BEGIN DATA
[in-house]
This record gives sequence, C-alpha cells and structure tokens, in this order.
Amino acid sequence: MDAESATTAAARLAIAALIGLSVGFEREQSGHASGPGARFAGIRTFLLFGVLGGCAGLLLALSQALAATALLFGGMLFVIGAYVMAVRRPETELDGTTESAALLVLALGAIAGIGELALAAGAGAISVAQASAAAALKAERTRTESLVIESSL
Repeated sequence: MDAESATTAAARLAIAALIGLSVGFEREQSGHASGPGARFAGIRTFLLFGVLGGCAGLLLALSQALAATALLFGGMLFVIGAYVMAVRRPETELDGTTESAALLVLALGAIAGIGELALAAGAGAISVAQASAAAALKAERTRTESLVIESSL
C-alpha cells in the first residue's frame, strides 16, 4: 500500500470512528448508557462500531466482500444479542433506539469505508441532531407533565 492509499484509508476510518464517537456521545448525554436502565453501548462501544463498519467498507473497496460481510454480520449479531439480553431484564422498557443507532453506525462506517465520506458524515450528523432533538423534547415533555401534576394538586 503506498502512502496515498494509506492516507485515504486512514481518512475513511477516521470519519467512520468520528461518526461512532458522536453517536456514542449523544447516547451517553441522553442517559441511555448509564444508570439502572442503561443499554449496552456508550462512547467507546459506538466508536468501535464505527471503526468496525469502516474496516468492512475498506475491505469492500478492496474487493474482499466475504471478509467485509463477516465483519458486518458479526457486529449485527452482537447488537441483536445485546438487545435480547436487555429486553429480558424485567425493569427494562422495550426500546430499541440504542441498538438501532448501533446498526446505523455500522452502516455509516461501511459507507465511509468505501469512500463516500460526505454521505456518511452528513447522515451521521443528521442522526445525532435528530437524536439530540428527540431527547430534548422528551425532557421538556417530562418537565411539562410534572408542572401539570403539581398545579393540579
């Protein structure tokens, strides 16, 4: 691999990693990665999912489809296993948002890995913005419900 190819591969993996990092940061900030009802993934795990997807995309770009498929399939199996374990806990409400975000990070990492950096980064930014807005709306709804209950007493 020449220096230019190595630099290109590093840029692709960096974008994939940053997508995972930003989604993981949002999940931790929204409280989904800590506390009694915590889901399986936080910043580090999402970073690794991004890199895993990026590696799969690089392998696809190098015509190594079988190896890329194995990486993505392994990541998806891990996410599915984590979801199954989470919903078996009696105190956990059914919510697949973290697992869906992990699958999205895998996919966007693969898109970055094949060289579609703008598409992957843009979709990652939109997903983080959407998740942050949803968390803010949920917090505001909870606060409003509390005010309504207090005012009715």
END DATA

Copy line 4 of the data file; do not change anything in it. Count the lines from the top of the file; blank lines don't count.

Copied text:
Repeated sequence: MDAESATTAAARLAIAALIGLSVGFEREQSGHASGPGARFAGIRTFLLFGVLGGCAGLLLALSQALAATALLFGGMLFVIGAYVMAVRRPETELDGTTESAALLVLALGAIAGIGELALAAGAGAISVAQASAAAALKAERTRTESLVIESSL